Did you know that there are thousands of types of mushrooms in nature but only around 20 popular varieties? These all have a unique nutritional profile including a number of vitamins (such as B6) and minerals (such as zinc and potassium). Mushrooms are not actually plants at all but are classified as a type of fungi.
They are truly nutrition superstars with anti-inflammatory compounds including selenium and ergothioneine. When exposed to UV light, they provide some Vitamin D ️ (note – most people still need a supplement and food sources are not reliable). Some supermarkets such as Marks and Spencer offer Vitamin D fortified mushrooms but these can be expensive.
There is a long history of mushrooms as a meat replacement in Chinese culture in particular. Mushrooms were cultivated in China and Japan as early as 600CE, according to Cynthia Bertelsen in “Mushroom: A Global History.” I love their umami flavour and meaty texture. My favourite ways to enjoy them are as follows:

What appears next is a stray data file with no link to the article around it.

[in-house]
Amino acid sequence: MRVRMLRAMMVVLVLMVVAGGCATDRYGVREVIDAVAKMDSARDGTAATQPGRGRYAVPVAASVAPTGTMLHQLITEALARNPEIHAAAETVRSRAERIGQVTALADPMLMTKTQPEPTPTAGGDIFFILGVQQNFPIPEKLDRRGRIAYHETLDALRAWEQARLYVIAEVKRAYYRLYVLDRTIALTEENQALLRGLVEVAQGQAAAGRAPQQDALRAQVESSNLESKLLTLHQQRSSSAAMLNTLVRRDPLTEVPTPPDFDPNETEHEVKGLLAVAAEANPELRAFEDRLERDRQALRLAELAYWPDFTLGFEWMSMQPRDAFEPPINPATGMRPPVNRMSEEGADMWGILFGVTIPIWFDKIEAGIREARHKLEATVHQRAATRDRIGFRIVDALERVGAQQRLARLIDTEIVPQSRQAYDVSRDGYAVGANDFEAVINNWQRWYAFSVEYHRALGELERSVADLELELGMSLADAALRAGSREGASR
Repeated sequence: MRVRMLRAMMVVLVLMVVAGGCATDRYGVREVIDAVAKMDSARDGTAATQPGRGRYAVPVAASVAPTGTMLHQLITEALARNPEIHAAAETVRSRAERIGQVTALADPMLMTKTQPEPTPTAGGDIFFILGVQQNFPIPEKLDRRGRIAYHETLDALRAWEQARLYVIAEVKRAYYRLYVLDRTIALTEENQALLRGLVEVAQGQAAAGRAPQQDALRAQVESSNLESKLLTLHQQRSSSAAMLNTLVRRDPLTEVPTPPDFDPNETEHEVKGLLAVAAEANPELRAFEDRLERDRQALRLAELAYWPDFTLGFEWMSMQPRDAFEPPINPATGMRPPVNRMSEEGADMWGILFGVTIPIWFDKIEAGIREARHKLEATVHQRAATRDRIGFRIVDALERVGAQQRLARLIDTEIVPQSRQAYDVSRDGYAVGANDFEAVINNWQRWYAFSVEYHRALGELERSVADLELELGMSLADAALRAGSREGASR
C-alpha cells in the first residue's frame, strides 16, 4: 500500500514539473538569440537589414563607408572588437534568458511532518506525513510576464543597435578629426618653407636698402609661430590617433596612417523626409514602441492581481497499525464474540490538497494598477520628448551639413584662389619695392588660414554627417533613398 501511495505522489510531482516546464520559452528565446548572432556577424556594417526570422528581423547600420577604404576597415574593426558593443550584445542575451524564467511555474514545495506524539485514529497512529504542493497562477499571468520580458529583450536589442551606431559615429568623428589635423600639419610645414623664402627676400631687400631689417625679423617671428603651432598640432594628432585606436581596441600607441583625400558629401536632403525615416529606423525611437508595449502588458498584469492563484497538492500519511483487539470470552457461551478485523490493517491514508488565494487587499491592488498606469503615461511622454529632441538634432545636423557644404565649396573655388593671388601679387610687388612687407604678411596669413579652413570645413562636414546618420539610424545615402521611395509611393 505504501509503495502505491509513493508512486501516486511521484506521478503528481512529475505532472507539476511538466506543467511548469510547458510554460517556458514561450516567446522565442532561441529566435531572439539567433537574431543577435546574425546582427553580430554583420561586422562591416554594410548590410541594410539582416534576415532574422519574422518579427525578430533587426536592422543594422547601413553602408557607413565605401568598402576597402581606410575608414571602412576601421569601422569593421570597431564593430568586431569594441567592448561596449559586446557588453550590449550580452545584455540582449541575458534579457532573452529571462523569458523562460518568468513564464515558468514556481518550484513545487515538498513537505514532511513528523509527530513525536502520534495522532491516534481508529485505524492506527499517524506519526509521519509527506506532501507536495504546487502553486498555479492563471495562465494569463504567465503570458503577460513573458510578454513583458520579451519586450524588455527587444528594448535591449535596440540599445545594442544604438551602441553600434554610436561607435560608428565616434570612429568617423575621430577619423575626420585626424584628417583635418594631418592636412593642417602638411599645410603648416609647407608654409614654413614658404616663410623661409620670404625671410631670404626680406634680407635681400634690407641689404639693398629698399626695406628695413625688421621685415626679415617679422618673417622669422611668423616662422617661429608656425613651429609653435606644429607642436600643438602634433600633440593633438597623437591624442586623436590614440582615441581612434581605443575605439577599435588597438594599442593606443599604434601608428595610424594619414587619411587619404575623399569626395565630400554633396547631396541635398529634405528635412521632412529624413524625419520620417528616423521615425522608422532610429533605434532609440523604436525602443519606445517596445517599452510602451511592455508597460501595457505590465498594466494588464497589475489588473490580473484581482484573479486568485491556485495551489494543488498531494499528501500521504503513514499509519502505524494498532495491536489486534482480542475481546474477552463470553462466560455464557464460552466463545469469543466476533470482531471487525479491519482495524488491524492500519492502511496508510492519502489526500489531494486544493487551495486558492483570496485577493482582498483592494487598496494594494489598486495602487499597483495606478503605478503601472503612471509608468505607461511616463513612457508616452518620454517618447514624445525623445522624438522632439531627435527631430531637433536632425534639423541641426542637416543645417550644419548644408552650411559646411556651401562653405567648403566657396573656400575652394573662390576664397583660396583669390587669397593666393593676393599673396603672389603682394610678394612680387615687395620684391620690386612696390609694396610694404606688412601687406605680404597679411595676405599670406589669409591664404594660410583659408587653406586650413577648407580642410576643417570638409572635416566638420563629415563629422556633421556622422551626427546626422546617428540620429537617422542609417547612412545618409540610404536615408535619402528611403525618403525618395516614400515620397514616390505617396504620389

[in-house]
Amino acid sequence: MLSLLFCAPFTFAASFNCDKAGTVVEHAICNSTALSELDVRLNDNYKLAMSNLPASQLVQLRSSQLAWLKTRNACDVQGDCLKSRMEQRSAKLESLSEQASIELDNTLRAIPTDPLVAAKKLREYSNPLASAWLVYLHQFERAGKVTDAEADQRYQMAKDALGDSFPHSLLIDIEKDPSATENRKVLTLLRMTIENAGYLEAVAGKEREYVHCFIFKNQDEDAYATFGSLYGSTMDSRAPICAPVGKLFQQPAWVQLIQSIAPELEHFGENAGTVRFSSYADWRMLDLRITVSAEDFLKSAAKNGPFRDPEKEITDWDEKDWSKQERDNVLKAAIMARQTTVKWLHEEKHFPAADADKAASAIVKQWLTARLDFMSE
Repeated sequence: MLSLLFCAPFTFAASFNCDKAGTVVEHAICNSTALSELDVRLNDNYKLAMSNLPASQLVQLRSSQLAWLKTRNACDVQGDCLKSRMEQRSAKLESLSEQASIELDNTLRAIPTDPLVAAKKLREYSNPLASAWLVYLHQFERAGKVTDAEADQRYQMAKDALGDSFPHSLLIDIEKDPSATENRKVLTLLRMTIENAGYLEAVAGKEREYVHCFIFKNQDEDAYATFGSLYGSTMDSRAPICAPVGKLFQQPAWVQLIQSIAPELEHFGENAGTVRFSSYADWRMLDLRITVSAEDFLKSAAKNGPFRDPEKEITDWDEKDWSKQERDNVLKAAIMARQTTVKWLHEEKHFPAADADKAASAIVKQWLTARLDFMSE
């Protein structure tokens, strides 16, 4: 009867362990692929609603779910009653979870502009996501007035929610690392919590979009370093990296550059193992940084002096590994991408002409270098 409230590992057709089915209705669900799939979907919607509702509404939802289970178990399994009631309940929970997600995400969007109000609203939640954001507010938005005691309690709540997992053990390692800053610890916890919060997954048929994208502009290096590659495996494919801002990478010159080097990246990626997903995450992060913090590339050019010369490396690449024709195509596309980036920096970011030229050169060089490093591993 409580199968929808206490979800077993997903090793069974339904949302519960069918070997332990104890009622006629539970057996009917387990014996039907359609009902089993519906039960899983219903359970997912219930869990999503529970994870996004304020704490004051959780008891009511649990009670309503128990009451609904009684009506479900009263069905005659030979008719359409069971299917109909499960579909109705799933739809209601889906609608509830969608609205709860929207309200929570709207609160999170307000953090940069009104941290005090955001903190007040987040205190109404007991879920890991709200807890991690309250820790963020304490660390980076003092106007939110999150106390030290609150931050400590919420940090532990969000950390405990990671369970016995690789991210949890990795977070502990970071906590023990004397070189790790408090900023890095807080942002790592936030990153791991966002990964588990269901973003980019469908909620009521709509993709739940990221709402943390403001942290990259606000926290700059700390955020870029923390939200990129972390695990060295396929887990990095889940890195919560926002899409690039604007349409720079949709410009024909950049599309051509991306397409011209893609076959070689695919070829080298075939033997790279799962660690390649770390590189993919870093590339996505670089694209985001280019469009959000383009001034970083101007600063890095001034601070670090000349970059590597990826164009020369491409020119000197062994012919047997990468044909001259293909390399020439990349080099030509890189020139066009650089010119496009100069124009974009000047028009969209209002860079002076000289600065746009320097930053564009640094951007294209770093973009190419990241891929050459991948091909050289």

– Cremini mushrooms sautéed with tamari (as pictured in the cover photo by Nonie Tuxen)
– Grilled Portobello mushrooms stuffed with vegetables and olives
– Juicy shiitake mushrooms (dried and fresh) in miso noodle soup
– Wild mushroom risotto with spinach- Oyster mushrooms in stir-fries
– Cremini mushrooms diced and added into pasta sauces
– White button mushroom soup.
For maximum nutritional value, I always recommend mushrooms are lightly cooked rather than enjoyed raw.
Do you enjoy mushrooms? What is your favourite variety and how do you eat them? Let me know in the comments!